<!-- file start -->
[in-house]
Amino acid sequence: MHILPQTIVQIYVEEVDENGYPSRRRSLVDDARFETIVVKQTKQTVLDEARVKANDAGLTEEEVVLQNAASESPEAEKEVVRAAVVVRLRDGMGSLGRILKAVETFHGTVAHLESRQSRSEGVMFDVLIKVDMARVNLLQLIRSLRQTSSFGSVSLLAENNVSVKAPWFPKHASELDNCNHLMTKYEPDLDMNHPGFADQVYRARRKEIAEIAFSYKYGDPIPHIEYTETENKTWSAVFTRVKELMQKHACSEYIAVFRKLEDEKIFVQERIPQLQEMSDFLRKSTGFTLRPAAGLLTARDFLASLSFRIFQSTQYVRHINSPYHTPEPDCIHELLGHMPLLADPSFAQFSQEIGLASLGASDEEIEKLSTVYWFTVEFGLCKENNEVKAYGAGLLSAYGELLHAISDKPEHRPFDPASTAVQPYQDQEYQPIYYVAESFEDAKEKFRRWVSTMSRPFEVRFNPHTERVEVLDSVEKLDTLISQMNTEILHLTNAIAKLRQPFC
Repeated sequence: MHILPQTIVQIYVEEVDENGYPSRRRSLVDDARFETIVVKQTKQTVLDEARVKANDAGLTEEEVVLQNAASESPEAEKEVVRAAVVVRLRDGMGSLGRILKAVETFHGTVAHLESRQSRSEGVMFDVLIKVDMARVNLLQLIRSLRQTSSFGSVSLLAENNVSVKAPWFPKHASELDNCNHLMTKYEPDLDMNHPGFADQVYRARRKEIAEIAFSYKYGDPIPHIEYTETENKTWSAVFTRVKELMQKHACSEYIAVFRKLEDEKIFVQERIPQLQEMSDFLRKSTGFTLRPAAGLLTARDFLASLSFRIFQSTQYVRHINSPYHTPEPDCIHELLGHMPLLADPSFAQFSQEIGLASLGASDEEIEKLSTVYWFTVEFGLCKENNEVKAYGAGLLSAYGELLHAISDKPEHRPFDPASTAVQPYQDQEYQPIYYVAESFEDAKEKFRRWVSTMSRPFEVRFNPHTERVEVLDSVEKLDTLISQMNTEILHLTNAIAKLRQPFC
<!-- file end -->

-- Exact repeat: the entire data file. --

[in-house]
Amino acid sequence: MHILPQTIVQIYVEEVDENGYPSRRRSLVDDARFETIVVKQTKQTVLDEARVKANDAGLTEEEVVLQNAASESPEAEKEVVRAAVVVRLRDGMGSLGRILKAVETFHGTVAHLESRQSRSEGVMFDVLIKVDMARVNLLQLIRSLRQTSSFGSVSLLAENNVSVKAPWFPKHASELDNCNHLMTKYEPDLDMNHPGFADQVYRARRKEIAEIAFSYKYGDPIPHIEYTETENKTWSAVFTRVKELMQKHACSEYIAVFRKLEDEKIFVQERIPQLQEMSDFLRKSTGFTLRPAAGLLTARDFLASLSFRIFQSTQYVRHINSPYHTPEPDCIHELLGHMPLLADPSFAQFSQEIGLASLGASDEEIEKLSTVYWFTVEFGLCKENNEVKAYGAGLLSAYGELLHAISDKPEHRPFDPASTAVQPYQDQEYQPIYYVAESFEDAKEKFRRWVSTMSRPFEVRFNPHTERVEVLDSVEKLDTLISQMNTEILHLTNAIAKLRQPFC
Repeated sequence: MHILPQTIVQIYVEEVDENGYPSRRRSLVDDARFETIVVKQTKQTVLDEARVKANDAGLTEEEVVLQNAASESPEAEKEVVRAAVVVRLRDGMGSLGRILKAVETFHGTVAHLESRQSRSEGVMFDVLIKVDMARVNLLQLIRSLRQTSSFGSVSLLAENNVSVKAPWFPKHASELDNCNHLMTKYEPDLDMNHPGFADQVYRARRKEIAEIAFSYKYGDPIPHIEYTETENKTWSAVFTRVKELMQKHACSEYIAVFRKLEDEKIFVQERIPQLQEMSDFLRKSTGFTLRPAAGLLTARDFLASLSFRIFQSTQYVRHINSPYHTPEPDCIHELLGHMPLLADPSFAQFSQEIGLASLGASDEEIEKLSTVYWFTVEFGLCKENNEVKAYGAGLLSAYGELLHAISDKPEHRPFDPASTAVQPYQDQEYQPIYYVAESFEDAKEKFRRWVSTMSRPFEVRFNPHTERVEVLDSVEKLDTLISQMNTEILHLTNAIAKLRQPFC